Exponent II (an online magazine for LDS women) is doing a series of articles this week on being single in the Church and they’ve graciously given me permission to re-post them. Please go check out their site here. The opening explanation is by Suzette:
“The church still struggles with ways to value variations on its strong family theme,” I recently said to a friend in a discussion about The Family Proclamation.
The theme variation that most directly impacts me is singlehood. As a life-long single member of a church that values marriage, couple sealings, family history and child rearing it is often difficult to keep my footing.
I do believe the gospel is for everyone and I (fortunately) have a caring spiritual home in the warmth and openness of my ward – but still there are struggles. I grieve the life I had intended for myself and the children I hoped for. I wonder about the next life as a single daughter of God. I am continually forced to “fit myself in” to lessons and talks that do not allow room for my variation. (Luckily, I no longer worry about where to sit in sacrament meeting, because my ward is inviting on every pew.) For other single members, the struggle to fit into their ward, socially, is significant. Some feel confused and hurt by counsel from uninformed Bishops. And many wrestle with self-esteem because of their inability to meet an unattainable standard. For all singles there are painful realities couched within Mormon Doctrine about the links between marriage and salvation.
Like most single members, I love families. I am blessed with a good family of origin, I value the families in my ward, and I believe that the family unit is a great way to traverse the journey of mortality. However, the continual rhetoric about “The Family” can (often in unintended ways) exclude single members and create pain in our lives. Whether we choose to stay with the church, or leave it, life can be lonely and full of self-doubt.
Conversely, I’ll be the first to admit that single life is pretty sweet. There are advantages that I would not like to trade for another life’s path. I am not waiting; I am not half-a-soul. I am, myself, a whole daughter of God ready to serve and contribute and share. That is how I hope to be seen.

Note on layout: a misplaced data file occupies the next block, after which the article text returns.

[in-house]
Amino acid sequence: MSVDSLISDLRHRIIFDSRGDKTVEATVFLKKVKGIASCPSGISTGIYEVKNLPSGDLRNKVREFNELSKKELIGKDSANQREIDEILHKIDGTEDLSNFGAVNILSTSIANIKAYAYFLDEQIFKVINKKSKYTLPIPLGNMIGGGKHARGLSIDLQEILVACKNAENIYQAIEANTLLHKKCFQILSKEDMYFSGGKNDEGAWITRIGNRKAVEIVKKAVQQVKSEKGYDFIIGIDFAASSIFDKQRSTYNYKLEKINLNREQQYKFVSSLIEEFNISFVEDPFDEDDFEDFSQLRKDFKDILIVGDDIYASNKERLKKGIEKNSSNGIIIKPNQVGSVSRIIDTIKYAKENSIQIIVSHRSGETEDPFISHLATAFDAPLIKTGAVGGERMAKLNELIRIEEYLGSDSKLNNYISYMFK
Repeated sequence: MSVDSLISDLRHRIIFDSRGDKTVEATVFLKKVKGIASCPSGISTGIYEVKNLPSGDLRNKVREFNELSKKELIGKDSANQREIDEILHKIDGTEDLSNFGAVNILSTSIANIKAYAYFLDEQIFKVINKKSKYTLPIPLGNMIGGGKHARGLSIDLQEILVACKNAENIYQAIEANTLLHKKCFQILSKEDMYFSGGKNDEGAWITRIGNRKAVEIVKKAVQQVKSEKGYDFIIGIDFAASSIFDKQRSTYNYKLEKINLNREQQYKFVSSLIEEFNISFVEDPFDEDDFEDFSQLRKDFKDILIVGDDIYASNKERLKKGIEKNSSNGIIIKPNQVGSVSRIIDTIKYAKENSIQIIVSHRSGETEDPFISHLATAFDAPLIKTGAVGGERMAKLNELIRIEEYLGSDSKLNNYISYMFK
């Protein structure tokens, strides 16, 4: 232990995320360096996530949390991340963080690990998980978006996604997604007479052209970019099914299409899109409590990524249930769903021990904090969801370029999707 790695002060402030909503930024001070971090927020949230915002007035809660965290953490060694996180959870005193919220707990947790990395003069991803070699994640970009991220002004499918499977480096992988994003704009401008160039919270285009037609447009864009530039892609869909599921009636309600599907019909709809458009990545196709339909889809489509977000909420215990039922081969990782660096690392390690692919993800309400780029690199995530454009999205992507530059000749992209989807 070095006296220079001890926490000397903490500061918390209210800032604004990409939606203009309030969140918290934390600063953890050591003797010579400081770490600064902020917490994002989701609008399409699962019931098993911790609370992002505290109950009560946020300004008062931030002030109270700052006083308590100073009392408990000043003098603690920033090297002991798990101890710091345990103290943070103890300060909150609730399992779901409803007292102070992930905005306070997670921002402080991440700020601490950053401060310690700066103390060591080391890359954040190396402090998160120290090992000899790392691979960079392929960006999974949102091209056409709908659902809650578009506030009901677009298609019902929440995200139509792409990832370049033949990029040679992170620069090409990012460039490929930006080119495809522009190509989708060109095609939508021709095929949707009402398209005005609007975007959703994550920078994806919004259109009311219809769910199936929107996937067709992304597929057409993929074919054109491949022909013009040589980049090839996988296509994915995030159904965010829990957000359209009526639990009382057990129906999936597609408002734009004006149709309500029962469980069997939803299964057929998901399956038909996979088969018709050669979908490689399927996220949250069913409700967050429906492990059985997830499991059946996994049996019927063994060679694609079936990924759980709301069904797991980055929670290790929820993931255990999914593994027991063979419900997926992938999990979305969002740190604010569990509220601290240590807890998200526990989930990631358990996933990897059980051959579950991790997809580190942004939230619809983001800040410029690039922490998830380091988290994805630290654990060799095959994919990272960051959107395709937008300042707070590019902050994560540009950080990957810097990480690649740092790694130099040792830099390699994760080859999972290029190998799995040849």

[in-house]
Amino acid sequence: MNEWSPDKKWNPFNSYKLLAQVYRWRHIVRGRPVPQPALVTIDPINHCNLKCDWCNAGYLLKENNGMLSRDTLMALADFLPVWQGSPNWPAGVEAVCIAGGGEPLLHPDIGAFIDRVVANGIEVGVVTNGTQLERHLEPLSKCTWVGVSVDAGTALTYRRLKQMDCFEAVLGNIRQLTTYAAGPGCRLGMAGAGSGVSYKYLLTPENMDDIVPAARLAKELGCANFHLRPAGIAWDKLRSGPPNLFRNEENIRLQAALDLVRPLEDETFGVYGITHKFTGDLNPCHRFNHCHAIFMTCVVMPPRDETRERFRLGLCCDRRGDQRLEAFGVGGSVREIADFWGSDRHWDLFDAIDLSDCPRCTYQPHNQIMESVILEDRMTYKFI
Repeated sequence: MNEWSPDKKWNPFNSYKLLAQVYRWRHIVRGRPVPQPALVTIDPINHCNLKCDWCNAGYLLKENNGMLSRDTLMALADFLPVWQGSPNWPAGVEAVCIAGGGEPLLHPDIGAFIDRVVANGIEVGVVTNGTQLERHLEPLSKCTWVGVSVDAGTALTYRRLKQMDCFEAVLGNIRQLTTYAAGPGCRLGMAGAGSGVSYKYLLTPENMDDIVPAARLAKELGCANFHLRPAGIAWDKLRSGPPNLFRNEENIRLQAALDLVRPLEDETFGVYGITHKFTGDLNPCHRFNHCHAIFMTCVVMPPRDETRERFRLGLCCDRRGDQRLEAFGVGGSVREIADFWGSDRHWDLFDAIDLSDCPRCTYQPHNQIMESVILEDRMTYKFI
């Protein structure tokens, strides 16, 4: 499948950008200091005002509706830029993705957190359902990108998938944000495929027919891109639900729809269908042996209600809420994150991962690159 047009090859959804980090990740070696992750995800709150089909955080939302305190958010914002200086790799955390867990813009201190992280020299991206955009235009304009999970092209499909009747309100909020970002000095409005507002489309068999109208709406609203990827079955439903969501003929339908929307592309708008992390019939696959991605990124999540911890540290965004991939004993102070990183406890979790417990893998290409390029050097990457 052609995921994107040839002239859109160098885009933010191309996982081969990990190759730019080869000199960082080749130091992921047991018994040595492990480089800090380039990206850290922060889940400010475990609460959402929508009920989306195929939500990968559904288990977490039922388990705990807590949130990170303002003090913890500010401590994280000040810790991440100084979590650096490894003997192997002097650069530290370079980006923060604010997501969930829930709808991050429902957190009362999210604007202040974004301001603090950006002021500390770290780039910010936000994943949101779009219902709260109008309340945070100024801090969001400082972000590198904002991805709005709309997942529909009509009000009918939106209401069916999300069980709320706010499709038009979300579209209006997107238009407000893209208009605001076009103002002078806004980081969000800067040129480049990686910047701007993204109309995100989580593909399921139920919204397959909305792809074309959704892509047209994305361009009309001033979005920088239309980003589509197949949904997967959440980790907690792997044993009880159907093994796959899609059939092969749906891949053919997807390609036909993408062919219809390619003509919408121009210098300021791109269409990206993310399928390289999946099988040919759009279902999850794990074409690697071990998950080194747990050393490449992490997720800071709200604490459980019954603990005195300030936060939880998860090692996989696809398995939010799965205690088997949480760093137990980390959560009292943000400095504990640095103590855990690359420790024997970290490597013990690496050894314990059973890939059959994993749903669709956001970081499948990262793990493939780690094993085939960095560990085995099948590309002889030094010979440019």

The church rarely turns away from work – and I believe there is work to do on full inclusion for single members. Problems can be found in curriculum and in our ideas about eternal life. Problems can be found on both sides of the single/married coin: in the attitudes of married members toward single members and in the attitudes of single members toward ourselves.
For the next two weeks, this series, “Single and Married in the LDS Church”, will address some of these problems and concerns. It is our hope to inform, explain, and find solutions to bring the Body of Christ together. Our contributors are mostly single themselves and themes will include
- the unique contributions of single members
- dispelling myths about singles
- how to be a good parent to single adults – and how to including singles in your community as a married member
- how to speak for ourselves in positive says – as single members
- the interface of single members in a variety of contexts, such as sexuality, employment, the temple
- a focus on specific single situations such as single parents and divorce
- an introspective look at grieving as a single member
We hope you will enjoy the series, share the posts with others, and comment with your own stories and experiences.